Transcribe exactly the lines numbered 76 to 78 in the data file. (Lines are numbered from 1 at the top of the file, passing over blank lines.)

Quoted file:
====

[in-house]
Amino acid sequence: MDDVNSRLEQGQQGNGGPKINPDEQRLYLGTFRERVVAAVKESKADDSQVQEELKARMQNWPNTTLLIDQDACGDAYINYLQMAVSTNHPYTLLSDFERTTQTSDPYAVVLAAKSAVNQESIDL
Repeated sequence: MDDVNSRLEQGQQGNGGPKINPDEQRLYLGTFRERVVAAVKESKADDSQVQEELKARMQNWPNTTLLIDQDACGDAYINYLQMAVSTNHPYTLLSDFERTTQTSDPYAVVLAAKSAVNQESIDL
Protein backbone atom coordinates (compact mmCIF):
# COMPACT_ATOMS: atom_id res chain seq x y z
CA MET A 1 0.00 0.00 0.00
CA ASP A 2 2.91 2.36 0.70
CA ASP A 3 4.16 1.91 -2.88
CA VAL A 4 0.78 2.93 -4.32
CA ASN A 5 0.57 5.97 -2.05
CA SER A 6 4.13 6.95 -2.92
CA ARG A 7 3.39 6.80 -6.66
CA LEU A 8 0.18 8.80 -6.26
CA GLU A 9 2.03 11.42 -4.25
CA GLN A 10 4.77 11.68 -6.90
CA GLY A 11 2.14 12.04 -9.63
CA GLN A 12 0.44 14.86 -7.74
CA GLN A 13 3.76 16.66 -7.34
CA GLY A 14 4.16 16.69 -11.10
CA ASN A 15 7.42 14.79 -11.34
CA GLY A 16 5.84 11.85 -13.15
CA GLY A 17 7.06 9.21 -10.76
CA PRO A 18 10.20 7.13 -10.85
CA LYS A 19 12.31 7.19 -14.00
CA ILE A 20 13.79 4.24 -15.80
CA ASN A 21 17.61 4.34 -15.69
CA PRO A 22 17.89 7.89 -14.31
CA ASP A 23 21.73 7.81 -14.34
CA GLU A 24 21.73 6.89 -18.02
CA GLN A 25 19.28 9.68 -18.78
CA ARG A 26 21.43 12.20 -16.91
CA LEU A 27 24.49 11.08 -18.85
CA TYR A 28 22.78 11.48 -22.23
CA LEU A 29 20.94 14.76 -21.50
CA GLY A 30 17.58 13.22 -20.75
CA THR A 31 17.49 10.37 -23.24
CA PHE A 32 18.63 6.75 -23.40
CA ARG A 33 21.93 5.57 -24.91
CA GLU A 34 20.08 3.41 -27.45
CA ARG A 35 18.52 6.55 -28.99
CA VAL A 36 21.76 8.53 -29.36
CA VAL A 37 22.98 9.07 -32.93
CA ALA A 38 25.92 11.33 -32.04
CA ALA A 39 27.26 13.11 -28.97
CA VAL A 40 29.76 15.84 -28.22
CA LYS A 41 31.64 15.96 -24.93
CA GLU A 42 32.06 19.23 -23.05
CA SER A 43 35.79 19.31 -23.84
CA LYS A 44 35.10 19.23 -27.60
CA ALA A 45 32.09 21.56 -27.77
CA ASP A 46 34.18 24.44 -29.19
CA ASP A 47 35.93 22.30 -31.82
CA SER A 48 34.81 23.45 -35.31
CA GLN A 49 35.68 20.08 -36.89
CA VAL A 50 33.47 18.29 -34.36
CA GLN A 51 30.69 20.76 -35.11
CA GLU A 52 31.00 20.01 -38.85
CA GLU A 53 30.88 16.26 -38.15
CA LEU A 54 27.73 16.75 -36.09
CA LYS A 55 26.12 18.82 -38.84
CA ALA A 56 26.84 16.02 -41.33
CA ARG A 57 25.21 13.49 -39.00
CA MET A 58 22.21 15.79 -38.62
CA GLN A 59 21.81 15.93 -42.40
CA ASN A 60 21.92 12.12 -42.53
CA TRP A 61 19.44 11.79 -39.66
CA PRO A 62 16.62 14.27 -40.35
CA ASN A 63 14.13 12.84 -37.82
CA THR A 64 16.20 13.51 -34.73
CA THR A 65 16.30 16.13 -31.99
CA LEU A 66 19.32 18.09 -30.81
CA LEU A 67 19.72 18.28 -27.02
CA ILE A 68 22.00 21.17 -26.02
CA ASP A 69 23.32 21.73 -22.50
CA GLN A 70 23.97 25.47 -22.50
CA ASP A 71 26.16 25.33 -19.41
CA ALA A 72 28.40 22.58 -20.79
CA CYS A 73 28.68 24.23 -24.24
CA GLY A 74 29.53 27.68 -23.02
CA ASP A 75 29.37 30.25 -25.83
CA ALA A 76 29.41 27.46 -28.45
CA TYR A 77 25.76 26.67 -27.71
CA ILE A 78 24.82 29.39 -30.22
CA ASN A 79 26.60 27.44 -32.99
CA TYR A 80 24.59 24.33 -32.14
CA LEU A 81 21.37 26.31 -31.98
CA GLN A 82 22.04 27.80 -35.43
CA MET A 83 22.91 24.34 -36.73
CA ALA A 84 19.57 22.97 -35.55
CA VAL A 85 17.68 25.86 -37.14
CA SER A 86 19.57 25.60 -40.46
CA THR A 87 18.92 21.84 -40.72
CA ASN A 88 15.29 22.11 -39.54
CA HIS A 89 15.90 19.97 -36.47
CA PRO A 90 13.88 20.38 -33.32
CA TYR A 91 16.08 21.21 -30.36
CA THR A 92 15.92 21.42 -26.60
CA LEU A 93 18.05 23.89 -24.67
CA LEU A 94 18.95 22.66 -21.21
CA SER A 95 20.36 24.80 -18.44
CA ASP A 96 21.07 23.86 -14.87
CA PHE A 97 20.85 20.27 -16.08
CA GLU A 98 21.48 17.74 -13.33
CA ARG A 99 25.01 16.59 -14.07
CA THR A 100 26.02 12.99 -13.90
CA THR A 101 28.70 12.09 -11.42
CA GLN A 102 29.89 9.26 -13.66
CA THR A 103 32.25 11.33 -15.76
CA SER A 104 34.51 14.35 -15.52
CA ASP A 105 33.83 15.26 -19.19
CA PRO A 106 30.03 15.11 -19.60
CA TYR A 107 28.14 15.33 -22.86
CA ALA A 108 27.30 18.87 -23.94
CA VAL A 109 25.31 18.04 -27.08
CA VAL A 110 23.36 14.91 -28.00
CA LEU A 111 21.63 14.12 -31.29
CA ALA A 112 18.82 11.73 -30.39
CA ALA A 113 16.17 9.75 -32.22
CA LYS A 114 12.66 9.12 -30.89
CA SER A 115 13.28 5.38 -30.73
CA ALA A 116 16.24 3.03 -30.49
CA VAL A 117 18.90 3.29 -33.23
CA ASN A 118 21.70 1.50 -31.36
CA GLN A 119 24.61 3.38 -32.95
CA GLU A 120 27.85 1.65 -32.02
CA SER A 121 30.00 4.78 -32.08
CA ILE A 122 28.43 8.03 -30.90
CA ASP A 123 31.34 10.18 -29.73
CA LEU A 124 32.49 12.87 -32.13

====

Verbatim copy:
CA ASP A 71 26.16 25.33 -19.41
CA ALA A 72 28.40 22.58 -20.79
CA CYS A 73 28.68 24.23 -24.24